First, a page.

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#21 Marco V. Fabbri

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Posted 28 September 2009 - 05:21 AM

So that's a no. We are well familiar with Accordance's features and the syntax feature does not do the job we're talking about. We completely disagree with the thought that scholars would have to agree on the syntax to make a database. We are interested in developing our own thoughts, not just using others.

Again, can anyone name a Mac program that will make language databases (and not just syntax)?


Daniel and Tonya,

I fully respect your disagreement. However, my statement was not an absolute one, and I didn't say that before anyone can do a database scholars have to agree first. That would be a long shot indeed! Id that were my thought, I would be at a difference with myself. I would myself feel that I don't want to wait, and would go ahead, just like you want to do.

As for my statement, I just said that for a database to be searchable, it must be consistent. So there is a need to set some rules that will be followed while preparing the database. If I, or you, want to do the job yourself, you will need that. Then, if the database is to be searched with an existing engine, you will have to agree about to use the mask of a specific software to enter you data. If you want a mask that is tailored to your need, you will have to compile the mask yourself, or to ask the developer to compile one for you.

It looks to me that the difference is that you prefer to go ahead and use any existing piece of software that allows to compile one's own database.

On my part, I would prefer to interact with the developers of Accordance, in order to make the most of the Accordance search engine and interface. When I choose this way, I am aware that I am starting a cooperative effort, and that I will have to negotiate and compromise.
One advantage of this is that I can concentrate on working on the Greek syntax, while others take care of writing and interface. Another advantage is that others can prepare more databases, and we can put them all together and build a library that consists of modules that are in the same format and can be used together within Accordance. The disadvantage is that I need to discuss with other people and agree on some understanding of what should be represented in a syntactical database and how.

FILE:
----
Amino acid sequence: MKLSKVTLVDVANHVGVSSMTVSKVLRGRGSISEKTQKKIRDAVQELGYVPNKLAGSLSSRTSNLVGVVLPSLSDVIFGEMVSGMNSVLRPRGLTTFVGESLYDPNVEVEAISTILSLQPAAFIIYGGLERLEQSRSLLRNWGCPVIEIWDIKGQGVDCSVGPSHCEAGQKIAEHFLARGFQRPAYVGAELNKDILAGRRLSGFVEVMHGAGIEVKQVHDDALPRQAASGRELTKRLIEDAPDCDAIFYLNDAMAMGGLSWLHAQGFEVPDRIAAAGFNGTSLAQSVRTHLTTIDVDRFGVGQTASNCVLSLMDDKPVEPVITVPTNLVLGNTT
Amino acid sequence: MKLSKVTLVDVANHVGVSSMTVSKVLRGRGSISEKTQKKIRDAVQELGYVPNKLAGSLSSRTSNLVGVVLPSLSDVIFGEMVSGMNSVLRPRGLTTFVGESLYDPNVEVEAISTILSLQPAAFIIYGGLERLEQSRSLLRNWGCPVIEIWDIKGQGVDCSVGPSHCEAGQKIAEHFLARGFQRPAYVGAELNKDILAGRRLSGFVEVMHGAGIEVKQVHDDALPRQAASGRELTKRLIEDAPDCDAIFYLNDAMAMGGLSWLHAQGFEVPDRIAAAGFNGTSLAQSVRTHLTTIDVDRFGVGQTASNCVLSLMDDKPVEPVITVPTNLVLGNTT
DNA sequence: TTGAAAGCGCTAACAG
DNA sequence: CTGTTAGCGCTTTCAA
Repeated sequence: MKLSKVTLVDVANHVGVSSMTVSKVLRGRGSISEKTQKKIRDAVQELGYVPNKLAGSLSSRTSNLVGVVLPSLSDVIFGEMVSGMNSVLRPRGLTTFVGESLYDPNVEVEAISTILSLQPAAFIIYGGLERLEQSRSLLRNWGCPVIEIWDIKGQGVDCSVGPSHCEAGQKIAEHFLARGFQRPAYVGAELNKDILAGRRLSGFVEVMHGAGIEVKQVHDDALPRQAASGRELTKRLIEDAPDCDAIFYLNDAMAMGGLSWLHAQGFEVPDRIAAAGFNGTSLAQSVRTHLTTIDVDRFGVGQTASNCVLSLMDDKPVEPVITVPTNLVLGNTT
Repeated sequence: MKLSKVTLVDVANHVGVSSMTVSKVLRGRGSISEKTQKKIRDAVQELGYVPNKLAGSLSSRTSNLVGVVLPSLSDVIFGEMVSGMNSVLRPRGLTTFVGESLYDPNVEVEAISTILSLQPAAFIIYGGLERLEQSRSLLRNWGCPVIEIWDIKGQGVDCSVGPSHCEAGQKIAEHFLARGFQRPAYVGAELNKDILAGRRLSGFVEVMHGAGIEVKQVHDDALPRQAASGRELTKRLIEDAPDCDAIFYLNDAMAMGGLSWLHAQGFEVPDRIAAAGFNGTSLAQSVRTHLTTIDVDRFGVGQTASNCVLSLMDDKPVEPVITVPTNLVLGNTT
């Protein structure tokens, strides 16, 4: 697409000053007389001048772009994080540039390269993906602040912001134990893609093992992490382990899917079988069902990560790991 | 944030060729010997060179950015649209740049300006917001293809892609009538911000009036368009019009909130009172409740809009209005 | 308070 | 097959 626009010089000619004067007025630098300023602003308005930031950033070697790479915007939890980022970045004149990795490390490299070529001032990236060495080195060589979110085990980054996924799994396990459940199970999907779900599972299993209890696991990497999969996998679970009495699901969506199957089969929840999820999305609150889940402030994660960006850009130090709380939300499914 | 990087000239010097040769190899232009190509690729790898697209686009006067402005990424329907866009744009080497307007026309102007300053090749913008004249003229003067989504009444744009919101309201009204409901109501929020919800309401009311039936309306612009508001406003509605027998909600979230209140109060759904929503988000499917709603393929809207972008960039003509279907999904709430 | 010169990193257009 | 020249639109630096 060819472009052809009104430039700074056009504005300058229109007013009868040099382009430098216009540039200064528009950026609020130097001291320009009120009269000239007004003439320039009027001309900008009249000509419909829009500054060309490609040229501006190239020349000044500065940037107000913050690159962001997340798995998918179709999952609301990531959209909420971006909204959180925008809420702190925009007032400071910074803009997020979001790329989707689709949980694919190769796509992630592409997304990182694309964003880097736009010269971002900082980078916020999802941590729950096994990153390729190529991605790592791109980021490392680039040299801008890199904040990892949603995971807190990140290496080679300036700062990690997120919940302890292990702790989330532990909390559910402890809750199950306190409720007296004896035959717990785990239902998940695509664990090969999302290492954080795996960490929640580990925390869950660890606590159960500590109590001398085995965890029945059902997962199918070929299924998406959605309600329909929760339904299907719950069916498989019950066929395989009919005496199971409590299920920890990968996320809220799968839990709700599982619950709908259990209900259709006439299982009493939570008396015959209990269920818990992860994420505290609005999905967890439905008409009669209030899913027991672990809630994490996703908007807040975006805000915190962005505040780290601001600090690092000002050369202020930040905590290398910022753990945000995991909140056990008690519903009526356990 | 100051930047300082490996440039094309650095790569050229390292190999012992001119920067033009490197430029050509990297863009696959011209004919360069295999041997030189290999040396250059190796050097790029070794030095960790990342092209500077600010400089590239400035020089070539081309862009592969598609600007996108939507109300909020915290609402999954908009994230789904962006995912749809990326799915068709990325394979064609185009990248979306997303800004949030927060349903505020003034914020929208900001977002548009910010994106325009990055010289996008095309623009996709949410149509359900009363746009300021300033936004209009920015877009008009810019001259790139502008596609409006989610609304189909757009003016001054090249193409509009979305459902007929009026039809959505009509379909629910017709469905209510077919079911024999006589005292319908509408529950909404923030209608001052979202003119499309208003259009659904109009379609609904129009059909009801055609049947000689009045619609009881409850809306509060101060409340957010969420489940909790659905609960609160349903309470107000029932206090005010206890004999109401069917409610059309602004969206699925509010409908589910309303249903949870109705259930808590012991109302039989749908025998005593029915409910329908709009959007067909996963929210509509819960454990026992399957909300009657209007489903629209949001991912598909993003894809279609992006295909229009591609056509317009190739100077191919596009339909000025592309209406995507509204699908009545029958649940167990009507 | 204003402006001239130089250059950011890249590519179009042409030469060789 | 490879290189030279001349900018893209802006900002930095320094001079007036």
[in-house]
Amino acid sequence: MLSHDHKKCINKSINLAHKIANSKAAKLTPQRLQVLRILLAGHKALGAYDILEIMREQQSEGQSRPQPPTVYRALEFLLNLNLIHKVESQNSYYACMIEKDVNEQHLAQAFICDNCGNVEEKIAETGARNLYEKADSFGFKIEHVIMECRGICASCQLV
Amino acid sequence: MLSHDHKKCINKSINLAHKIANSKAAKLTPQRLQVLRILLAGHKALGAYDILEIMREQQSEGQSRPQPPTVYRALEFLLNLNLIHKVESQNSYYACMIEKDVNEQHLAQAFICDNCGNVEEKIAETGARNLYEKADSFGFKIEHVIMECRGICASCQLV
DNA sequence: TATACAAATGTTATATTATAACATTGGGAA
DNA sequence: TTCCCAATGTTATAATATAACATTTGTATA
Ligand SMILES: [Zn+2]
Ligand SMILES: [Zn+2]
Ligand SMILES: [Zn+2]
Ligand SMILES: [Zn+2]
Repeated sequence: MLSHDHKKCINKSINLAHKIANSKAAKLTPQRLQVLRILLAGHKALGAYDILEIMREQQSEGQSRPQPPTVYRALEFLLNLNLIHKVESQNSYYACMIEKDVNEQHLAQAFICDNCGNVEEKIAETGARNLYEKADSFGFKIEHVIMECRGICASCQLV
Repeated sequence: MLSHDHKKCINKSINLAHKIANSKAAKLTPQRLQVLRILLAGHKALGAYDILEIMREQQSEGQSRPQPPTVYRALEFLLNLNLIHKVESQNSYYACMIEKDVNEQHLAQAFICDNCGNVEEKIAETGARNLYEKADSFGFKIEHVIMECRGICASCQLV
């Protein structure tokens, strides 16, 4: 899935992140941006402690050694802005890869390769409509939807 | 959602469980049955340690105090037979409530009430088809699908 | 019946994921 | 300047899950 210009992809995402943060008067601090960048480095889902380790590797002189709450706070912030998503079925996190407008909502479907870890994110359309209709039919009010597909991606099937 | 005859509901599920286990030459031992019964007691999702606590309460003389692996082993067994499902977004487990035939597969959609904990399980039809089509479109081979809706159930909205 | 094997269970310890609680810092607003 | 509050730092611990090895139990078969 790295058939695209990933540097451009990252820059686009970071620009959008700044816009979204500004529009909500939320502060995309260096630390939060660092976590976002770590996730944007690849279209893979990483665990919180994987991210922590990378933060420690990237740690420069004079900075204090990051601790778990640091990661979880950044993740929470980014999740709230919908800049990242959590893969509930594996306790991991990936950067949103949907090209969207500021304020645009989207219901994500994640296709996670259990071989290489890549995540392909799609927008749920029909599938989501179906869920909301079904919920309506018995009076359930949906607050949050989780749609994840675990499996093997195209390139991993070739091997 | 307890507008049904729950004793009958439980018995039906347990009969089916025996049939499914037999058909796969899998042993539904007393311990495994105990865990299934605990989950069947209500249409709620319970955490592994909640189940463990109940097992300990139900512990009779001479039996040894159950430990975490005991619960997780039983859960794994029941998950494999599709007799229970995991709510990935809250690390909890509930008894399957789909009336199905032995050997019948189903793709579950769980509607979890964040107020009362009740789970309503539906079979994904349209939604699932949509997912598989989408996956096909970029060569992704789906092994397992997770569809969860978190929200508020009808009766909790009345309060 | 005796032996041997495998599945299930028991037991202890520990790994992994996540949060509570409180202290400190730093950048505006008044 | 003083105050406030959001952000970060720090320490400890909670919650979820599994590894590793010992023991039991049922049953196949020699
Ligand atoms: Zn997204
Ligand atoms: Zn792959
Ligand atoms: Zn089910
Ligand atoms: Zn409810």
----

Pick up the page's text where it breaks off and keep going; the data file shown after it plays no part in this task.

I wish I could give you some advice on databases, by I never built databases on my own, apart from bibliographical databases, For these I used Papyrus on MacOS 9 and Bookends on MacOS X.

But you would need something more flexible. A colleague of mine built a database of his own with Syriac texts. He used a free app: mySQL. You can find it at macupdate.

I hope this helps. Then again, I respect and admire your willingness to go on and start this huge project.
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#22 Marco V. Fabbri

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Posted 28 September 2009 - 05:31 AM

Marco,

That's an interesting observation and prediction. From our conversation before I feel won over to supporting this kind of module. With this comment, I am more curious to see what the possibilities may be....


Rob,

I am glad that our conversation is opening the way for new ideas. I will need to think and answer to you later.

Marco
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#23 danzac

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Posted 23 November 2009 - 07:44 PM

I have read on some blogs that Accordance was demoing the upcoming syntactical database for version 9. I wish I could have been there! Since I wasn't, is there any chance we could see a little screencast showing this off for the rest of us?

#24 Neill

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Posted 23 November 2009 - 09:31 PM

http://michaelsheise...ost-its-status/

This is a serious critique of the charge of subjectivity with regard to syntactical databases. I'm not quite sure what to think of it. I was wondering if you guys might want to weigh in.

#25 R. Mansfield

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Posted 24 November 2009 - 12:00 AM

http://michaelsheiser.com/TheNakedBible/2009/11/the-status-quo-has-lost-its-status/

This is a serious critique of the charge of subjectivity with regard to syntactical databases. I'm not quite sure what to think of it. I was wondering if you guys might want to weigh in.


Yes, we've been demoing syntactical databases at the SBL booth.